Infrastructure sector makes expertise available as EU seeks €300bn global infrastructure pipeline. So, what help does the EU need and what projects are likely to be sought?
Launching the EU Global Gateway, president Ursula von der Leyen stressed that industry expertise will be sought to create a credible pipeline of investment-worthy projects around the world. What goes into this pipeline will be critical to the success of the €300bn investment programme.
Industry offers expertise
Fortunately, this is something the infrastructure sector is positive about making happen.
Dr Nelson Ogunshakin, the chief executive of international engineering association FIDIC, commented: “FIDIC welcome the bold decision taken by the EU President on the Global Gateway initiative. To invest €300bn in infrastructure in just five years, the EU president is absolutely right that industry needs to work in collaboration to get a large number of good quality and bankable projects ‘investment-ready’ quickly. FIDIC and our member’s firms are keen to work with the EU to secure such outcome.”
FIDIC represents an industry of more than one million engineers and 40,000 companies worldwide and Dr Ogunshakin has offered to make that global expertise available.
“Appropriately executed project preparation with embedded FIDIC best practice on procurement and sustainability design can reduce risk, improve outcomes and speed up delivery and we hope to make our industry’s expertise available to the Global Gateway as it seeks to act quickly and transparently around the world.”
So as industry offers to help, what is kind of projects should we expect to see emerge?
As global internet traffic is expected to grow more than six-fold by 2030, broadband connectivity will become a necessity in the transition toward a data-driven economy and society.
The EU Global Gateway will therefore work with partner countries on projects to deploy digital networks and infrastructures including submarine and terrestrial fibre-optic cables, space-based secure communication systems and cloud and data infrastructure.
There will be a strong focus on underserved regions, countries and populations – to help tackle the global digital divide. Additionally, investments will be made to strengthen secure and trusted digital connections within those regions and countries, and between Europe and the world.
Most of these projects will likely be agreed through digital economy packages offered to partner countries and regions. These will combine infrastructure investment with country-level assistance designed to ensure the protection of personal data, cybersecurity, the right to privacy, trustworthy AI, as well as fair and open digital markets.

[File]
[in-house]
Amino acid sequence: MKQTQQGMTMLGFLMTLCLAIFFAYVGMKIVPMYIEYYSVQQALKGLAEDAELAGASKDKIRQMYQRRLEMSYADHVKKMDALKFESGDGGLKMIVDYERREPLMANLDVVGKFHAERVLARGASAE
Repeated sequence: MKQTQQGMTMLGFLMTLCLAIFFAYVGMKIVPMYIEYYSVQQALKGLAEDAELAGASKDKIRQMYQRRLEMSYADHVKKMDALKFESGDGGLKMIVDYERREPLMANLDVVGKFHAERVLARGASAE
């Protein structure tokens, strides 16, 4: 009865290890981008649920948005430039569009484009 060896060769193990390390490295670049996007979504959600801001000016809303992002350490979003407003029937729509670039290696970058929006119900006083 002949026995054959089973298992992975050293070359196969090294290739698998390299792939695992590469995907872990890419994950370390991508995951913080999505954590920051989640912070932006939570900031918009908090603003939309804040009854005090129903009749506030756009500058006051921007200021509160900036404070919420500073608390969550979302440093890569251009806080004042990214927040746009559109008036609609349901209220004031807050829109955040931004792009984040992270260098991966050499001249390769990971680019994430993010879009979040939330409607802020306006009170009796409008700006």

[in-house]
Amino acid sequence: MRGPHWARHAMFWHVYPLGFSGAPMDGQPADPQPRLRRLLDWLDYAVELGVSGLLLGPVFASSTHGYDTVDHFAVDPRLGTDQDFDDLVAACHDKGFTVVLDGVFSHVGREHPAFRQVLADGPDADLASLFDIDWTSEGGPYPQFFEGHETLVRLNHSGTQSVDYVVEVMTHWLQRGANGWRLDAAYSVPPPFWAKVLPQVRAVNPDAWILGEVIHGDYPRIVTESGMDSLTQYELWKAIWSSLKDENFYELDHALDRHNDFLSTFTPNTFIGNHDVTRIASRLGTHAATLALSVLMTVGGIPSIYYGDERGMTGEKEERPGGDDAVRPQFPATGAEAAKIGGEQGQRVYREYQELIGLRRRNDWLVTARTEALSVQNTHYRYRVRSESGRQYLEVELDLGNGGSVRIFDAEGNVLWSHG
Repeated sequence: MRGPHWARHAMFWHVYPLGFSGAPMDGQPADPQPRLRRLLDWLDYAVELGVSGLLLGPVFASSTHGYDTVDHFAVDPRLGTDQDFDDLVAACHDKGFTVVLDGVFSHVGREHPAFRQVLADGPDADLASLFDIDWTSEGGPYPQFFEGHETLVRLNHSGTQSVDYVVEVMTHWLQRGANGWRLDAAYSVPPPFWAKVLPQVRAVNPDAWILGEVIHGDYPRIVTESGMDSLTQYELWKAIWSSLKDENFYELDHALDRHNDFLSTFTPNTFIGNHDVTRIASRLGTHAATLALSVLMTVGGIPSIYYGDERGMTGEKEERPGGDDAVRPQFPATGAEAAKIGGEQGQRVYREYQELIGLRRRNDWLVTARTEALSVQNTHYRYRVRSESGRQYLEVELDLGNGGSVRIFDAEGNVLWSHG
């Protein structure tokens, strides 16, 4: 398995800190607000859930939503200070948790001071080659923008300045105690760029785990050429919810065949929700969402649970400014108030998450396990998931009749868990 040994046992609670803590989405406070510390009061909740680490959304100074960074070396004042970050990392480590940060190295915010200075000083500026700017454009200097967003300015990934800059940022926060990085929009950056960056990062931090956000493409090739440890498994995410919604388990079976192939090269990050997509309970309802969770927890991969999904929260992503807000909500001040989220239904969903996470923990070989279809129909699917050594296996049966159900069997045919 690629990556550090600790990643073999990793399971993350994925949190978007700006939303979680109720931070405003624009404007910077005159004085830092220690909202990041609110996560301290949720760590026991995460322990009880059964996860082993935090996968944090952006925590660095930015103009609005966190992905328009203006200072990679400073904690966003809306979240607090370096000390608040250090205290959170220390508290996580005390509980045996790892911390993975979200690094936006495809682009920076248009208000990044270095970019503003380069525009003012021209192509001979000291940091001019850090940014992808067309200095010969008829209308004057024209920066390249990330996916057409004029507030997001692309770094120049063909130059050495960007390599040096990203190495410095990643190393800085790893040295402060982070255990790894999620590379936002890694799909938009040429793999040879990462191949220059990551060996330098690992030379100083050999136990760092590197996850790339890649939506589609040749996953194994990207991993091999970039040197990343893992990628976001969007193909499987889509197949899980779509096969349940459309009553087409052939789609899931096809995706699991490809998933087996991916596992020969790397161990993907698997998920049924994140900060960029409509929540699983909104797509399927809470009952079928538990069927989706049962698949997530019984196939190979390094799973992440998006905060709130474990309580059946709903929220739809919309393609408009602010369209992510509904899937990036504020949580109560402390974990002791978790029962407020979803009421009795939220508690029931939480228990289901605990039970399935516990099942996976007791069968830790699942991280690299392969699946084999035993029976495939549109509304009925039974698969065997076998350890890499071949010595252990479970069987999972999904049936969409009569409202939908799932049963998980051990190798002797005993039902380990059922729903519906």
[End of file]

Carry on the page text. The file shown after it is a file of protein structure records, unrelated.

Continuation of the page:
Climate and energy
Energy is both a prerequisite for economic development around the world, and the source of more than 70% of global greenhouse gas emissions.
The EU Global Gateway programme will therefore focus heavily on decarbonising energy and tackling the impact of climate change and biodiversity loss, which disproportionately affect the poorest and most vulnerable in the world.
It plans to invest in regional energy interconnectivity, something that can help to drive affordability and sustainability of energy systems. It will also support regional and national energy transitions with investment in joint projects such as offshore wind farms in coastal regions, energy efficiency measures, and solar and wind energy on land.
The Global Gateway will also invest in renewable hydrogen production and open up competitive markets to enable hydrogen to be traded internationally and within the EU without export restrictions. This, it is hoped, will spur the expansion of a sector that is still in its formative stages but has great potential for transportable green energy.
Transport networks are a critical enabler of prosperous economies and societies and they represent one of the key challenges for international development and growing trade.
Global Gateway will promote worldwide infrastructure investments in rail, road, ports and airports – as well as logistic capabilities and border-crossing points that ease movement. The aim is to do this in a way that establishes sustainable, smart, resilient, inclusive, and safe transport networks across all modes of transport.
One model for this will build upon continent-scale transport plans. This has seen the EU’s Trans-European Transport Network (TEN-T) expand to the Western Balkans, Turkey, and the Eastern Partnership region, and work is underway to adopt the Trans-Mediterranean Transport Network (TMN-T) in the EU’s southern neighbourhood.
Taking the same approach to connecting communities with adjacent strategic corridors in Sub-Saharan Africa and Central Asia will happen alongside efforts to foster convergence with European or international technical, social, environmental and competition standards.
Additionally, investments will be directed towards enhancing the recharging and refuelling infrastructure for zero-emission vehicles and foster the supply of renewable and low-carbon fuels like green hydrogen.